To facilitate accurate comparisons of transitions between patterns for subsamples of different sizes, we calculated the number of transitions per subject (tps). The transitions data were not appropriate for any statistical analysis because subjects differed notably in the length of follow up, length of smoking career, time spent in various patterns of smoking, and in the number patterns reported.

Four findings from previous research guided our comparisons of subgroups. Regression analyses of the DANDY data set revealed: (1) the loss of autonomy, as measured by the HONC, predicts far greater difficulty in quitting smoking13; (2) girls develop symptoms much more quickly than boys14; and (3) youths who experience nausea, dizziness or relaxation when they initially inhale on a cigarette face a far greater risk of developing a HONC symptom than do those who did not have such reactions.18 Also, Chassin et al report that parental smoking is associated with increased risk of adolescents continuing to smoke into adulthood.2



We first compared our sample of 164 subjects to the complete DANDY sample. There were no demographic differences, and all 10 interviews were completed by 61.6% of the sample for this study compared to 67% of all DANDY subjects.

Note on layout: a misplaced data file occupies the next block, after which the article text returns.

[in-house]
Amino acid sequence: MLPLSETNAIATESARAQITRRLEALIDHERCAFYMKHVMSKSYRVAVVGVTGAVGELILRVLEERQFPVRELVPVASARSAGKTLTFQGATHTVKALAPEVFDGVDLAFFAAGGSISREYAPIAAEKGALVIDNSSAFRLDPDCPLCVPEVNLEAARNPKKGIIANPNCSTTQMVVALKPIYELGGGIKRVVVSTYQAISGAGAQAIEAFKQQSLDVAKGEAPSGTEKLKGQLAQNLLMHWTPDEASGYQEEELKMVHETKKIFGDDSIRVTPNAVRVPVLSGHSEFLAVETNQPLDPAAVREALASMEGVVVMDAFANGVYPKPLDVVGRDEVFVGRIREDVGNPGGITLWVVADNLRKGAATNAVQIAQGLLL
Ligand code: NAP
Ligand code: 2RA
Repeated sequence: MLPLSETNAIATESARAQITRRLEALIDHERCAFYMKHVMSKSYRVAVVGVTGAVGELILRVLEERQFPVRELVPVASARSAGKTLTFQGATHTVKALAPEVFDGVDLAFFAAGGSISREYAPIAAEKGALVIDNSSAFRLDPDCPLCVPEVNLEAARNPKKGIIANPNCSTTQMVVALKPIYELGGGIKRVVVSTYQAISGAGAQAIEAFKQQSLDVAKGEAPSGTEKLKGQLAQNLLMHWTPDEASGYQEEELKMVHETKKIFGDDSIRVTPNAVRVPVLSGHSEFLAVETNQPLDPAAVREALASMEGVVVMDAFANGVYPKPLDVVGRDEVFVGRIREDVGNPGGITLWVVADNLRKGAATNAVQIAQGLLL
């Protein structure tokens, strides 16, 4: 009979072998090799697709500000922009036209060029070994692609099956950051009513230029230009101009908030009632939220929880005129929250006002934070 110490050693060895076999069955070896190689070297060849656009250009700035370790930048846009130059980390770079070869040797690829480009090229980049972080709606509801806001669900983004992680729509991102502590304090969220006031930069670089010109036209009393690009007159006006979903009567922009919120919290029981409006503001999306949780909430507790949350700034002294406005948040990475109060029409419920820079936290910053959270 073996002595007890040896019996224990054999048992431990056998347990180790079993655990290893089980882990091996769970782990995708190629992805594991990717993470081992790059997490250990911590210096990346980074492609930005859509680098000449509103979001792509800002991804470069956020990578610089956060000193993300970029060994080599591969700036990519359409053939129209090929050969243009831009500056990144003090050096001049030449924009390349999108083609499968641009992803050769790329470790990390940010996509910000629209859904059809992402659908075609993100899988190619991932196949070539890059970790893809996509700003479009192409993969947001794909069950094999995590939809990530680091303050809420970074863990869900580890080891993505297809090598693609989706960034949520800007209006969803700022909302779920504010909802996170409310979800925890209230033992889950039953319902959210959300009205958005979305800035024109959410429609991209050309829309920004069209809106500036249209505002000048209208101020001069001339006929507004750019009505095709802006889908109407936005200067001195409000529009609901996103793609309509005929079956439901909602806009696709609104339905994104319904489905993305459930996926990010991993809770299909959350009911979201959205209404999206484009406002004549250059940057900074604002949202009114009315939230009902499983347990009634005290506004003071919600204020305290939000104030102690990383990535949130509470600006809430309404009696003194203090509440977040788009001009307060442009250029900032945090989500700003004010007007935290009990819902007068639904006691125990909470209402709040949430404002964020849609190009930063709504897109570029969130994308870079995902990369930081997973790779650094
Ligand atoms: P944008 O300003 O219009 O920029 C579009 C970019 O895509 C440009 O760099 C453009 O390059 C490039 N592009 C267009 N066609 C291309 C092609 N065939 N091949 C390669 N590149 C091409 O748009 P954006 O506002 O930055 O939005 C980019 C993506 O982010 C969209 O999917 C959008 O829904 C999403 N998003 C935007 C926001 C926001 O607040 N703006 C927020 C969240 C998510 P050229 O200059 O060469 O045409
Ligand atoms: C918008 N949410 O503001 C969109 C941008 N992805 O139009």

Transitions per subject

The number of tps was fairly evenly distributed between 1 and 6 transitions, with a mean (SD) of 4.15 (2.22), (range 0–9, median 4.00). To assess the potential effect of attrition, we compared the mean number of transitions reported by subjects who completed all 10 interviews (3.88 (2.32), n  =  101) with those who did not (4.55 (2.02); t (161)  =  1.87, p  =  0.06). Subjects who left the study before completing all 10 interviews tended to make somewhat more transitions between patterns than did those who completed the study.